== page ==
Nella Larsen’s Passing (1929) is an exploration of racial identity in 1920s America. In particular the novel concentrates on the phenomenon of “passing,” or posing as a member of a social group to which one has not been assigned. Larsen focuses on two mixedrace people who “pass” as white: the protagonist, Irene, narrated in third person omniscient form; and her childhood acquaintance Clare Kendry. The two meet by chance at the novel’s opening whilst “passing” in Chicago’s Drayton Hotel, and their reignited connection highlights their different experiences of race. Clare was raised by white relatives and married a white man, whereas Irene has married into, inhabits and associates with the African American middleclass of Harlem. Clare misses this community and attempts to reassimilate unbeknownst to her racist husband Jack.
Irene, however, begins to see Clare’s return as a threat to her own ordered life. She becomes jealous and obsessive, even concluding that her husband is in love with Clare. She considers removing Clare by revealing her race to Jack, which is achieved during an accidental encounter with him. At the novel’s end he intrudes on a party attended by Clare and the Adlers, infuriated by his realisation. Confusion follows, in which Clare falls from a highrise window to her death, possibly pushed by Irene, whose erratic mental state allows no clarification of these events.
As a specific part of the broader African American experience, Larsen uses the phenomenon of “passing” to highlight the performativity of race, class, sexuality and gender, and the potentially dangerous implications of an intersectional existence. The identity of African Americans was highlighted as a vital discussion point by Larsen’s contemporaries, primarily those of the Harlem Renaissance seeking to define the ‘New Negro’. Living in New York City, Larsen became involved with this black bourgeoisie and exposed to their attitudes towards racial identity. The ‘New Negro’ was educated, culturally productive, racially proud and equal to any white counterpart. Larsen herself was held up as a specific example of this social and cultural advancement though her acceptance to the Library School of the New York Public Library (Ibid, p. 151). However, this advancement ideology sometimes blurred into an ‘inverted racialistic nationalism’ using whiteness as an aspirational measure. This features in Passing, with Larsen’s characters inhabiting a materialistic socialite world displaying a ‘capitalist ethos’, far superior to the black working classes and the inferiority associated with them via racist stereotypes. Larsen uses this to expose the shaping of racial identity by the ‘political economy of capitalism’ (Dawahare, p.24).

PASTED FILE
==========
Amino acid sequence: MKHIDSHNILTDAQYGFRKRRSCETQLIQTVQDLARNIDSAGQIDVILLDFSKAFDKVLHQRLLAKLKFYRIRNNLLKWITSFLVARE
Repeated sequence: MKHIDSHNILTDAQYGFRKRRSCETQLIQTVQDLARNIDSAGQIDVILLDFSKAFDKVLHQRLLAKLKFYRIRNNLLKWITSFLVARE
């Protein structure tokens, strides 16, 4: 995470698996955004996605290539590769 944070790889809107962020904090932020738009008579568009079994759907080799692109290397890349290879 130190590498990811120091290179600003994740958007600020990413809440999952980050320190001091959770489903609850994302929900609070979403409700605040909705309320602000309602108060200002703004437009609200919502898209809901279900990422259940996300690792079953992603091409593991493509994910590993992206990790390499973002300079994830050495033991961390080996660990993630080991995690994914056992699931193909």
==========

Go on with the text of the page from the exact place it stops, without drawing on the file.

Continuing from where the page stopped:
By focusing on complex characters, Larsen also complicates the “tragic mulatto” trope found in literature of this period and prior to it (Tate, p. 142). This literary image was created primarily to appeal to a white audience, and painted a picture of a mixedrace individual inspiring pity and sympathy through their heroic struggle with the consequences of their racially mixed parentage. Their whiteness was emphasised above their blackness,
Tate, Claudia, ‘Nella Larsen’s Passing: A Problem of Interpretation’, Black American Literature Forum, Vol. 14, No. 4 (Winter, 1980), 142146, p. 142.
Anthony Dawahare, ‘The Golden Standard of Racial Passing in Nella Larsen’s Quicksand and
Passing’, Twentieth Century Literature, Vol. 52.1 (Spring, 2006), 2241, p. 22.
Holmes, Eugene C., ‘Alain Locke and the New Negro Movement’, Negro American Literature Forum, Vol. 3, No. 2 (Autumn, 1968), 6068, pp. 6566.